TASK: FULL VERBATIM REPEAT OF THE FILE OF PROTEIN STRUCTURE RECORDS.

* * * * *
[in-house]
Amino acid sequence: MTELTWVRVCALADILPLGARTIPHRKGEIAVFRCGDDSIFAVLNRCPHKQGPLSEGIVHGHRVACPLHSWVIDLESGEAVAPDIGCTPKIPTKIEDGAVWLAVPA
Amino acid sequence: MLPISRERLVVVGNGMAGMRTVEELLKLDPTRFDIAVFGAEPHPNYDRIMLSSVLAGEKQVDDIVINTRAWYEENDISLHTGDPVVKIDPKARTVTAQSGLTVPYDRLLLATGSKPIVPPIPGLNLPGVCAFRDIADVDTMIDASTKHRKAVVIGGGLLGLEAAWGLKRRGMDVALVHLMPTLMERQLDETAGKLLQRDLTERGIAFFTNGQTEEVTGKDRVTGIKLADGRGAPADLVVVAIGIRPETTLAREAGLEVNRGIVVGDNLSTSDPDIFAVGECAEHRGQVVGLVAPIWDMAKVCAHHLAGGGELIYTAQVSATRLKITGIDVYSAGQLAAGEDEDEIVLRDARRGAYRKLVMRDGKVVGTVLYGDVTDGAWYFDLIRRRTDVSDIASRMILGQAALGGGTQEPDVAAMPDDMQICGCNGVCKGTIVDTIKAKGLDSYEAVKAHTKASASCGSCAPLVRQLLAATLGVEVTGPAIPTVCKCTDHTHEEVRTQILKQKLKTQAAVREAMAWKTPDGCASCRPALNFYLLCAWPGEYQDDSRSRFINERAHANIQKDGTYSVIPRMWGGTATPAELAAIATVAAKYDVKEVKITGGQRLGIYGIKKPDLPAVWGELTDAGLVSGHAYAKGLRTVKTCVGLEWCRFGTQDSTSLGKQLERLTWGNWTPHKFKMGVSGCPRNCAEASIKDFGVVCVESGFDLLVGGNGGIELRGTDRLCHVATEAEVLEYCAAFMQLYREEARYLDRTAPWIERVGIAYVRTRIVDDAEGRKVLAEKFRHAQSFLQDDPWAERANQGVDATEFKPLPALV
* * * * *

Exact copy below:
[in-house]
Amino acid sequence: MTELTWVRVCALADILPLGARTIPHRKGEIAVFRCGDDSIFAVLNRCPHKQGPLSEGIVHGHRVACPLHSWVIDLESGEAVAPDIGCTPKIPTKIEDGAVWLAVPA
Amino acid sequence: MLPISRERLVVVGNGMAGMRTVEELLKLDPTRFDIAVFGAEPHPNYDRIMLSSVLAGEKQVDDIVINTRAWYEENDISLHTGDPVVKIDPKARTVTAQSGLTVPYDRLLLATGSKPIVPPIPGLNLPGVCAFRDIADVDTMIDASTKHRKAVVIGGGLLGLEAAWGLKRRGMDVALVHLMPTLMERQLDETAGKLLQRDLTERGIAFFTNGQTEEVTGKDRVTGIKLADGRGAPADLVVVAIGIRPETTLAREAGLEVNRGIVVGDNLSTSDPDIFAVGECAEHRGQVVGLVAPIWDMAKVCAHHLAGGGELIYTAQVSATRLKITGIDVYSAGQLAAGEDEDEIVLRDARRGAYRKLVMRDGKVVGTVLYGDVTDGAWYFDLIRRRTDVSDIASRMILGQAALGGGTQEPDVAAMPDDMQICGCNGVCKGTIVDTIKAKGLDSYEAVKAHTKASASCGSCAPLVRQLLAATLGVEVTGPAIPTVCKCTDHTHEEVRTQILKQKLKTQAAVREAMAWKTPDGCASCRPALNFYLLCAWPGEYQDDSRSRFINERAHANIQKDGTYSVIPRMWGGTATPAELAAIATVAAKYDVKEVKITGGQRLGIYGIKKPDLPAVWGELTDAGLVSGHAYAKGLRTVKTCVGLEWCRFGTQDSTSLGKQLERLTWGNWTPHKFKMGVSGCPRNCAEASIKDFGVVCVESGFDLLVGGNGGIELRGTDRLCHVATEAEVLEYCAAFMQLYREEARYLDRTAPWIERVGIAYVRTRIVDDAEGRKVLAEKFRHAQSFLQDDPWAERANQGVDATEFKPLPALV